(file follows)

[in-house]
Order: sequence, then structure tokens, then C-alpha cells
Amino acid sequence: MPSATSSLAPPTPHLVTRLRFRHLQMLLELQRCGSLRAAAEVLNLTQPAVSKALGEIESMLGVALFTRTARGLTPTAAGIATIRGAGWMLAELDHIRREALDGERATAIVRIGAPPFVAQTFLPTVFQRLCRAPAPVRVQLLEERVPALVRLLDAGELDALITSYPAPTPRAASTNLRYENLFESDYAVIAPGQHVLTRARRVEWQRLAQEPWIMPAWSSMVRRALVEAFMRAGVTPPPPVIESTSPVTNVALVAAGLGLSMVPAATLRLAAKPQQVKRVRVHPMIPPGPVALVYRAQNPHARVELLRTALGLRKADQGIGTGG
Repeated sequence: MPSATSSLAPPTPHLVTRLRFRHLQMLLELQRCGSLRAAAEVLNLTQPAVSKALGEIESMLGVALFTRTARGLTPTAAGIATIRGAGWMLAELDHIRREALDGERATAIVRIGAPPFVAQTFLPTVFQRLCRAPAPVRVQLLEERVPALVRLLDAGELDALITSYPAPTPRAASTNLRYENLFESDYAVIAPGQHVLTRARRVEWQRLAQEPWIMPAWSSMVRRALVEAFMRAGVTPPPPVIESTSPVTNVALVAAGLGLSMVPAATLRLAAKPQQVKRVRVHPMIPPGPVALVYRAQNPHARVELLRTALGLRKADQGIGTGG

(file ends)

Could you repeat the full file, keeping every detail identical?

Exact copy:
[in-house]
Order: sequence, then structure tokens, then C-alpha cells
Amino acid sequence: MPSATSSLAPPTPHLVTRLRFRHLQMLLELQRCGSLRAAAEVLNLTQPAVSKALGEIESMLGVALFTRTARGLTPTAAGIATIRGAGWMLAELDHIRREALDGERATAIVRIGAPPFVAQTFLPTVFQRLCRAPAPVRVQLLEERVPALVRLLDAGELDALITSYPAPTPRAASTNLRYENLFESDYAVIAPGQHVLTRARRVEWQRLAQEPWIMPAWSSMVRRALVEAFMRAGVTPPPPVIESTSPVTNVALVAAGLGLSMVPAATLRLAAKPQQVKRVRVHPMIPPGPVALVYRAQNPHARVELLRTALGLRKADQGIGTGG
Repeated sequence: MPSATSSLAPPTPHLVTRLRFRHLQMLLELQRCGSLRAAAEVLNLTQPAVSKALGEIESMLGVALFTRTARGLTPTAAGIATIRGAGWMLAELDHIRREALDGERATAIVRIGAPPFVAQTFLPTVFQRLCRAPAPVRVQLLEERVPALVRLLDAGELDALITSYPAPTPRAASTNLRYENLFESDYAVIAPGQHVLTRARRVEWQRLAQEPWIMPAWSSMVRRALVEAFMRAGVTPPPPVIESTSPVTNVALVAAGLGLSMVPAATLRLAAKPQQVKRVRVHPMIPPGPVALVYRAQNPHARVELLRTALGLRKADQGIGTGG